Even Kim Jong-Un has a finger in the pie.
Boron, not so much. But boron’s not boring. Far from it.
It shares many of the family traits of rare earths and it’s also close to mineral du jour lithium.
Boron, the fifth-lightest element, in its many forms has a wider range of advanced applications than both rare earths and lithium.
You can already find 40-50 kilograms of boron materials in the average EV, including in permanent magnets, high-strength steel chassis, ceramic brakes, dashboard screens, body panels and thermal and acoustic insulation. The renewable energy sector uses boron in permanent magnets and fibreglass for wind turbine blades and borosilicate glass for solar panels.
Boron carbide is the second-hardest material behind only diamonds and is used by militaries for, among others, tank and body armour and drones. Its heat and corrosion resistance provide ceramics made with boron compounds ideal for the nuclear energy and aerospace industries. Boron is also extensively used in the fertiliser industry.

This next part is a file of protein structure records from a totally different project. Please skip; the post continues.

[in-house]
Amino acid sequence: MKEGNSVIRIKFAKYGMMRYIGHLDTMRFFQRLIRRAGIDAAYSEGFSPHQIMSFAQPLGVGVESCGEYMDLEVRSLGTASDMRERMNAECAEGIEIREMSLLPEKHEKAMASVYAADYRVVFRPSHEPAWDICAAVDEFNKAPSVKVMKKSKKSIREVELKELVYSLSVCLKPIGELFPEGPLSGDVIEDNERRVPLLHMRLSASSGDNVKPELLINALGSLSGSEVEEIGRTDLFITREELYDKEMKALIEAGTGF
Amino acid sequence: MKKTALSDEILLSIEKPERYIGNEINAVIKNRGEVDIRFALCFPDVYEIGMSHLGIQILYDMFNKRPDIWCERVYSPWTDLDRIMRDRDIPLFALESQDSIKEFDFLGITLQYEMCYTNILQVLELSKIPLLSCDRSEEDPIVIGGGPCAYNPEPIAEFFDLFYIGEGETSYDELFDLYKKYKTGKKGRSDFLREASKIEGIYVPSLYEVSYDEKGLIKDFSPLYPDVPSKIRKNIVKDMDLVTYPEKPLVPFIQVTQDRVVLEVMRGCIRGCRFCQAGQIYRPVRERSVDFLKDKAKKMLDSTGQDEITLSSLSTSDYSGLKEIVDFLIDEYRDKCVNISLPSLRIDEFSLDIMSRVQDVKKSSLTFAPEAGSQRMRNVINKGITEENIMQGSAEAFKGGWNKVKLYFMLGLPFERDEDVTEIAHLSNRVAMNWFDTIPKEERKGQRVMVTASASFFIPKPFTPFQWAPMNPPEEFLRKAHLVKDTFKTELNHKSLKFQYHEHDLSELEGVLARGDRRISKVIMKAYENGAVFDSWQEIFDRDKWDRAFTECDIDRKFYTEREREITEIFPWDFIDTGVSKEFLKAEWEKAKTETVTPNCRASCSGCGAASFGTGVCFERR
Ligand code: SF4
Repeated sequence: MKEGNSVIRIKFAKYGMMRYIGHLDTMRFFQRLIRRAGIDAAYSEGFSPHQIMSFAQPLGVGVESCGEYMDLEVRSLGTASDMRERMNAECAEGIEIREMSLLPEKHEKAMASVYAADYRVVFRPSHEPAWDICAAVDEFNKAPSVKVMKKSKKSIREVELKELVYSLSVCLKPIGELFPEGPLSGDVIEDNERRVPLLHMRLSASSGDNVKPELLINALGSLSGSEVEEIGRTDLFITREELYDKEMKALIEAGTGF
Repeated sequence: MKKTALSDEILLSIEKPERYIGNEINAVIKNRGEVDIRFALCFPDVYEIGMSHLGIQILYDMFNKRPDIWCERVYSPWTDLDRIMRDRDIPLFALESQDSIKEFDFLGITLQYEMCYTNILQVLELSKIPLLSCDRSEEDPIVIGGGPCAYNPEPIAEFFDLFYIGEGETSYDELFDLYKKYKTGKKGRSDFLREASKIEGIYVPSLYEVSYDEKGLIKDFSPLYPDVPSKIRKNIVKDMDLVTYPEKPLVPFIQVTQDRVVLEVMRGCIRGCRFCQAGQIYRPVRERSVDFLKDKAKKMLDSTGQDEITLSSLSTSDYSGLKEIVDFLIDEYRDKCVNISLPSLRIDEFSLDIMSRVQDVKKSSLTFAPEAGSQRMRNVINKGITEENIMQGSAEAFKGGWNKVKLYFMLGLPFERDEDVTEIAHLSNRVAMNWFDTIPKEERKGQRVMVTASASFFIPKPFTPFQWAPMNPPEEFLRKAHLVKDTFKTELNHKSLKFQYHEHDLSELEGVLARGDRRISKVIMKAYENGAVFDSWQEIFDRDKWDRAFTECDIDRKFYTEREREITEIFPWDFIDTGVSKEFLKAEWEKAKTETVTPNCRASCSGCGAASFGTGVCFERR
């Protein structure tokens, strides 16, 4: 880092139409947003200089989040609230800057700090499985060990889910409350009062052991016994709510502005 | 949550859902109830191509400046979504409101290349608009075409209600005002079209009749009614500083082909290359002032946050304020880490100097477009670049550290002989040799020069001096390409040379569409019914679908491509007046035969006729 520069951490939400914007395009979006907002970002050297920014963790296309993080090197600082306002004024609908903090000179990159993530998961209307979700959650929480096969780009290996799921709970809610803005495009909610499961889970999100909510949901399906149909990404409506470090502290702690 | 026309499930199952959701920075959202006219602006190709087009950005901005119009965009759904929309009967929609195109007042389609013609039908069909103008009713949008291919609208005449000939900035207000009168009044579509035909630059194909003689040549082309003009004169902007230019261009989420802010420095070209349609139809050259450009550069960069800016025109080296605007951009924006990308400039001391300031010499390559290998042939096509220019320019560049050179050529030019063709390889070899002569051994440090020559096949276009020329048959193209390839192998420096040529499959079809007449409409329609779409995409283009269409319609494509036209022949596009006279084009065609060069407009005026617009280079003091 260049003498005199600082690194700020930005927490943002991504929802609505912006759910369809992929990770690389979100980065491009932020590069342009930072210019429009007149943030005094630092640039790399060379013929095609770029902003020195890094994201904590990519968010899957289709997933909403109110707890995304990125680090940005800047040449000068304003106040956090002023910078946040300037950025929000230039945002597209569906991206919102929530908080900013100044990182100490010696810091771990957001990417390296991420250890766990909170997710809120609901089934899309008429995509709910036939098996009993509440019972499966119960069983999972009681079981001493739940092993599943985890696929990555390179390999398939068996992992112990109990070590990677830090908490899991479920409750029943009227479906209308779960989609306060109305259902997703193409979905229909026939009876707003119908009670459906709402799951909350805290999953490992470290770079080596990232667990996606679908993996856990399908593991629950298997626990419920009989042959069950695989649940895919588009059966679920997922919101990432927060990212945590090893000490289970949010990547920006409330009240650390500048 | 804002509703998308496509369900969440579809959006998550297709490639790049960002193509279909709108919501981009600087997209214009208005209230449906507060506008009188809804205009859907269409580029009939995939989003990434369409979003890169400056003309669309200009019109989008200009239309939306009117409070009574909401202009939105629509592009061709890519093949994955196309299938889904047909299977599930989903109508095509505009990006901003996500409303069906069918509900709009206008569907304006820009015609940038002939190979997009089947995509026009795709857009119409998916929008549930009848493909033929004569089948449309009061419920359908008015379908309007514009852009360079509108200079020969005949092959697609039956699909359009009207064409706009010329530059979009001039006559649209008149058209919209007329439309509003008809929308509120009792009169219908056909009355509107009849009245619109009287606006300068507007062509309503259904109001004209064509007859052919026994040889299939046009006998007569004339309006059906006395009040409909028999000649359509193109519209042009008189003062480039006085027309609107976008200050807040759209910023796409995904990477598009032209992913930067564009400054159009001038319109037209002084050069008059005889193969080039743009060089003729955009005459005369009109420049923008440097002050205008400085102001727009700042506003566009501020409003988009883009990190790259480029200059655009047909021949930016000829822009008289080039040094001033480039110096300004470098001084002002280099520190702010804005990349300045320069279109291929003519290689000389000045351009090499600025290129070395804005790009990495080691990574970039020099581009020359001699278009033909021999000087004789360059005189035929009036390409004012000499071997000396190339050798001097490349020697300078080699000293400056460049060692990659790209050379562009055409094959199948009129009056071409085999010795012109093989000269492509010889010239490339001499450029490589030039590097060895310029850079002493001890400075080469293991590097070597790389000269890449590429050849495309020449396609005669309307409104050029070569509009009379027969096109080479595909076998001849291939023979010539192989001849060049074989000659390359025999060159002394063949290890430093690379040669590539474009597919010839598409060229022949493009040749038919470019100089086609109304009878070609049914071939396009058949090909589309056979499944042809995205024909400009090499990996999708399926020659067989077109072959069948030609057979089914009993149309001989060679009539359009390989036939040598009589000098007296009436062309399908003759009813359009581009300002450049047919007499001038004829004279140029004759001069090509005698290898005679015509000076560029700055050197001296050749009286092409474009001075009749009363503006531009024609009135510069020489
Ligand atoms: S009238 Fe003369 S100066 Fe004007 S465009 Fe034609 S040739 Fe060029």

Boron is a semiconductor. Atom flat borophene may get the world to wearable and transparent electronics (finally!). And yes, you can do your laundry with it.
Rare earths aren’t rare either – MINING.COM sister company Miningintelligence counts nearly 300 active rare earth projects around the world. China’s share of rare earth mine supply has fallen from 95% to 54% in just five years.
Boron does not occur in its elemental state and for an economical deposit to form you need a volcano, evaporated water and a fault line, which explains the highly concentrated nature of boron production and reserves.